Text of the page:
Thanks Dave_O for your comments about my set of questions. Those were selected to illustrate the range of apparently simple things that are easily understood at a superficial level, but which on investigation escalate rapidly! The dinosaur one came to me years ago and I've never actually sat down to figure it out. Air pressure led to a protracted discussion on another forum which I think clarified things for me but I am left with a nagging uncertainty. Colour I have a good handle on, but what staggers me about that is that it doesn't exist. The sentence thing I've read up on a bit but never found any mention of what was immediately apparent to me, but that's probably because I haven't really spent enough time on it.

Just for fun, here are the things that really hooked me in for each of those, and why I consider them great examples of things that made me go hmmm...

Sauropods are very very large, especially the really big ones. Yet many of them have tiny heads. I noticed this first in 1985 at an exhibition of Chinese dinosaurs. There was an especially large sauropod, but its head was about as big as mine. It struck me that there is an issue of fueling capacity - how does that tiny mouth take in enough plant matter to fuel that body? When I look at modern herbivores, I observe a significant head to body ratio in the larger ones. Think elephant, hippo, cow, horse, etc. I did a little research at the time, and ran into an amazing amount of complexity around foods, efficiencies, resting versus active energy demands and so on but never did get to the bottom of it. I've never revisited that one. They existed, they must have gotten enough food, but it beats me how.

Air pressure is a funny one. It wasn't obvious to me why the pressure of a column of gas, taken at any point in the column, was equal to its weight. The problem was my "mental model" of what weight actually is. After a bit of research I couldn't find anything that addressed my concern and it wasn't until I posed my question on a forum that I got anywhere close to understanding the detail. My early introspective analysis led me to this idea: the weight of any object is a force generated by the extent to which the object is prevented from being accelerated by gravity. So I wasn't really interested in the apparent weight of an object on a scale (ie whatever weight the scale might show if other forces are applied), rather the pure notion of an object exerting a force on another object in a gravitational field due to the gravitational attraction.

Put another way, in my mental model any bounded object, say a lump of lead, has a weight in a gravitational field equal to the reduction in gravitational acceleration relative to itself. If it is at rest and not being accelerated by gravity, this would be its "resting weight". In free fall it has no weight on a scale also falling with it as it is being accelerated freely by gravity. If we could exert an upward force on the scale such that the scale falls at half the speed of gravitational acceleration, the lump will weigh half its resting weight (I think it was Einstein who observed a similar thing when he noted that a falling man was "weightless").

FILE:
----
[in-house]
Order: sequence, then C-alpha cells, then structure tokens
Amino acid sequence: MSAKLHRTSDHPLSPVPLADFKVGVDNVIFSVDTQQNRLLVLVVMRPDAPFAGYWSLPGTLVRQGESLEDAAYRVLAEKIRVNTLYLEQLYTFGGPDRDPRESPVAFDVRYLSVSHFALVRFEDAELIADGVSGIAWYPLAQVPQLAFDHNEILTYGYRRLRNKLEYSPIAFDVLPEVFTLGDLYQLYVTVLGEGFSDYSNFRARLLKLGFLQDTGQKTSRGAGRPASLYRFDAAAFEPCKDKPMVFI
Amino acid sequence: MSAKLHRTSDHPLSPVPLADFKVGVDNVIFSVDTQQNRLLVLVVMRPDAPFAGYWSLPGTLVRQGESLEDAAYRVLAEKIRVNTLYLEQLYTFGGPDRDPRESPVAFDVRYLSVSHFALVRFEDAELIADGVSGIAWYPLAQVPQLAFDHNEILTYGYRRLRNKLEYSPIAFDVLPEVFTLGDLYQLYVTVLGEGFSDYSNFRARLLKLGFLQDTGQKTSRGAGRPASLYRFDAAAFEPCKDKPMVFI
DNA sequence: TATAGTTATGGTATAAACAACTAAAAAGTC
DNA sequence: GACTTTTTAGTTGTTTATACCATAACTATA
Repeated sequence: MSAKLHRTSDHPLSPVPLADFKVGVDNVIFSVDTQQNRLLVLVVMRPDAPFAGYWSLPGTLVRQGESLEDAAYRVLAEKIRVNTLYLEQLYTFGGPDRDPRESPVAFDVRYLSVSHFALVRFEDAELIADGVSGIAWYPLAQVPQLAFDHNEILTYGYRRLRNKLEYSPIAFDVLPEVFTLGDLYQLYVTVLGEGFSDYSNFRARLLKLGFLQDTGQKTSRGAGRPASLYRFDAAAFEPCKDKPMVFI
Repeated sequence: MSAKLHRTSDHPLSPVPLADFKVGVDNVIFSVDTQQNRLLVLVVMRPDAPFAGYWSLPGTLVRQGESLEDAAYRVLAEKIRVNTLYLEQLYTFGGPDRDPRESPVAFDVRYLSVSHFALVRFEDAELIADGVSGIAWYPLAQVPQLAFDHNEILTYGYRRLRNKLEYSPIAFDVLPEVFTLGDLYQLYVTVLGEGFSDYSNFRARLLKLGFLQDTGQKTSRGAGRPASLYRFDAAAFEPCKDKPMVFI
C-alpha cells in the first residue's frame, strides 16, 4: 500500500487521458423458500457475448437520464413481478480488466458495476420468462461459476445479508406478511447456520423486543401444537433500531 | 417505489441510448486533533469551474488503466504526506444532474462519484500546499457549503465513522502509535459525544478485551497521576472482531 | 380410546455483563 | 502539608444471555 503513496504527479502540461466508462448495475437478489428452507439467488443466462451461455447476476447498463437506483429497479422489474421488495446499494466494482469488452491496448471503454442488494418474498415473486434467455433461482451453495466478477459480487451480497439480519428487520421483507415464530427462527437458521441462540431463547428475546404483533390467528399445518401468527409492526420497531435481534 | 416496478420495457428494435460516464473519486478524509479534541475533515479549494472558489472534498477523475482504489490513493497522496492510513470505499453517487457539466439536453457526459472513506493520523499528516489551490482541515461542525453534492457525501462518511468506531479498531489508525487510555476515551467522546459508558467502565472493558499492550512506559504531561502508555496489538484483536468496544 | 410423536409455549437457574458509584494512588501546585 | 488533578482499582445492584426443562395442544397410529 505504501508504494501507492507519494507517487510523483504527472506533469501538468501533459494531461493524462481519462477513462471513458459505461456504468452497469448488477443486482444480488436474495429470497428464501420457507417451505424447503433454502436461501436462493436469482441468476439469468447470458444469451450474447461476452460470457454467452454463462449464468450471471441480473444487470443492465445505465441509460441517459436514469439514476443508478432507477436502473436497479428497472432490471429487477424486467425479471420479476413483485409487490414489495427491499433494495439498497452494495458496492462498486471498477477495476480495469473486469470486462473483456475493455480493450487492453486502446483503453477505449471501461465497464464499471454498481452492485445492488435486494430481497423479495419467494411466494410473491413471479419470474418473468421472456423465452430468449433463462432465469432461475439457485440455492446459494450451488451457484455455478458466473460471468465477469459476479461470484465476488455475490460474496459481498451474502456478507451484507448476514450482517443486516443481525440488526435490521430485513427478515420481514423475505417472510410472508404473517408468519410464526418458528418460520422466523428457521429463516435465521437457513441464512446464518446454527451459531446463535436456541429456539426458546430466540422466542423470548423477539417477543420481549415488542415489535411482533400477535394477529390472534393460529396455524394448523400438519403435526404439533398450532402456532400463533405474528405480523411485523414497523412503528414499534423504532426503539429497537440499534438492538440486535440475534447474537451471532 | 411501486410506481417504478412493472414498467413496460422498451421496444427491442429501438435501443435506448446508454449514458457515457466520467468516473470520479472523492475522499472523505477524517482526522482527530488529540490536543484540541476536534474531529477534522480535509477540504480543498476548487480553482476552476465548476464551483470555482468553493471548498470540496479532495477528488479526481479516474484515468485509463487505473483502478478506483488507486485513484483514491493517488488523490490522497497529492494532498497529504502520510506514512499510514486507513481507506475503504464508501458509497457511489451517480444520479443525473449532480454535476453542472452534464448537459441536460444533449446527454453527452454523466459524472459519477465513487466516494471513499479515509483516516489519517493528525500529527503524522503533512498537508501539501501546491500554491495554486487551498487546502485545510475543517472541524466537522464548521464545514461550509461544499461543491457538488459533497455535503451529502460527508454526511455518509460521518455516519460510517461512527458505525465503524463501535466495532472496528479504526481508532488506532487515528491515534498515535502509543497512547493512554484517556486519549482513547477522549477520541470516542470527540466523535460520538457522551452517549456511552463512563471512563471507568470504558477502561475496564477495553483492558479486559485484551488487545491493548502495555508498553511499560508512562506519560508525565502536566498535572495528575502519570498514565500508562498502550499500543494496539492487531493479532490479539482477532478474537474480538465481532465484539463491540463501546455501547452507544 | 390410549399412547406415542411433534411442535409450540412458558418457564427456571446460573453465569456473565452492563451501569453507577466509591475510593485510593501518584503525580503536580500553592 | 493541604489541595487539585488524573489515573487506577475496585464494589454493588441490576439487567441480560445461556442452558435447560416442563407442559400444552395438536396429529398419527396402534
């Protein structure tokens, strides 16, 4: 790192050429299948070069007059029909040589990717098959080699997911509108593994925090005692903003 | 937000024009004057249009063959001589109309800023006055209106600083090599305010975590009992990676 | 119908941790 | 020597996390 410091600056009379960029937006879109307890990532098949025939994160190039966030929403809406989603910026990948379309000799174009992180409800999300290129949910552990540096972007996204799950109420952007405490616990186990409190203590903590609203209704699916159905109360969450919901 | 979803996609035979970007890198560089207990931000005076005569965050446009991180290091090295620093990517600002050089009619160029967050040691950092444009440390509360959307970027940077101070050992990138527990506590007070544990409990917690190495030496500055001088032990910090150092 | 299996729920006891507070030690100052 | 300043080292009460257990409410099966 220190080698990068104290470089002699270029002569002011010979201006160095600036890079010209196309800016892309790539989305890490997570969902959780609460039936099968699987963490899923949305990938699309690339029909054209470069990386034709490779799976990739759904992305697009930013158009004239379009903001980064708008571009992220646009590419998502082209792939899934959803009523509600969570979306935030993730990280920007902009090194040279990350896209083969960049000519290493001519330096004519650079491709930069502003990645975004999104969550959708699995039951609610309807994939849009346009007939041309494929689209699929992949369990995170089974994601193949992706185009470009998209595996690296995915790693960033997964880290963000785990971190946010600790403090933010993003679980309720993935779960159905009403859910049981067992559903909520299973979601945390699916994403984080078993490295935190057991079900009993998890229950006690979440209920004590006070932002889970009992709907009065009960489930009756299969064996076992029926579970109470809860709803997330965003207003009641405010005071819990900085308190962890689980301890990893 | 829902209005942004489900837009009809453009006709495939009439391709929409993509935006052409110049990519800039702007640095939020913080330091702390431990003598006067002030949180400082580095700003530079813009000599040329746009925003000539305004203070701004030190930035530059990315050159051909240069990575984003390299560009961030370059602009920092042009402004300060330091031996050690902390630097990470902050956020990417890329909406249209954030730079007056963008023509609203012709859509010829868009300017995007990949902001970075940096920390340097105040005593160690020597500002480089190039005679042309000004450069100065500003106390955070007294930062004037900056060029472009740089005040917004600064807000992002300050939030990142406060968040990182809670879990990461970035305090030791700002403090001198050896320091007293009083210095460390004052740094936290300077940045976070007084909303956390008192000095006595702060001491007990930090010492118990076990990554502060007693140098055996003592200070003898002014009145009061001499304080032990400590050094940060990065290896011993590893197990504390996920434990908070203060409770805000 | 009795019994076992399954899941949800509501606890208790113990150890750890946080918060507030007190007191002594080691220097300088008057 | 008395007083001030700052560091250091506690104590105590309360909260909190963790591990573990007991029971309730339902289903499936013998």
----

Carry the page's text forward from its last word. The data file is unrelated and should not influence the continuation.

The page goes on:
Now, if I am in the atmosphere, how can it have a weight, if weight in my model is the force an object exerts on another object due to gravitational acceleration? Where is my surface that can express weight on the other object? Where in the column is my atmospheric mass being accelerated by gravity and what surface prevents it from being accelerated? So my problem was how can we weigh something from within it, when weight is a force generated at the boundary between objects? At any point in the column, I am within it, so to speak. To my way of thinking, this is analogous to being inside my lump of lead. I can measure pressure, which is the same in all directions as it is a product of density, volume and temperature. But weight? Not that I could see. Of course, we can look at this another way and say that it is gravity acting on the gas molecules that leads to the variable density of the atmospheric column, and hence the variable pressure. And thus in a way, as the density is an outcome of gravity at work, weight does correspond to pressure. But not weight in the manner in which I thought of weight!! I was thinking of it as a singular quantity rather than a force...

Colour caught me by surprise. I thought colour was an intrinsic property of the world, but on inspection it became apparent that it is a quality of mental representation. Physically, in the real world, there is no light or shade, no colour, no black or white, nothing of our familiar visual experience. Rather there are simply the properties of objects in a field of electromagnetic radiation. Thus there isn't even such a thing as red, merely the property of objects to absorb and reflect certain wavelengths of radiation. And our retinal cells respond to those wavelengths and generate a mental representation that we call colour. A moment's thought tells me why this is so. Colours are used (as it seems so too is everything else our brains do in consciousness) to provide a model of differentiation. All our brains are doing is generating some way to distinguish between objects at a greater level of fidelity, and it does this by having cells that respond differently to different physical quantities. And how else could we be aware of those cellular responses?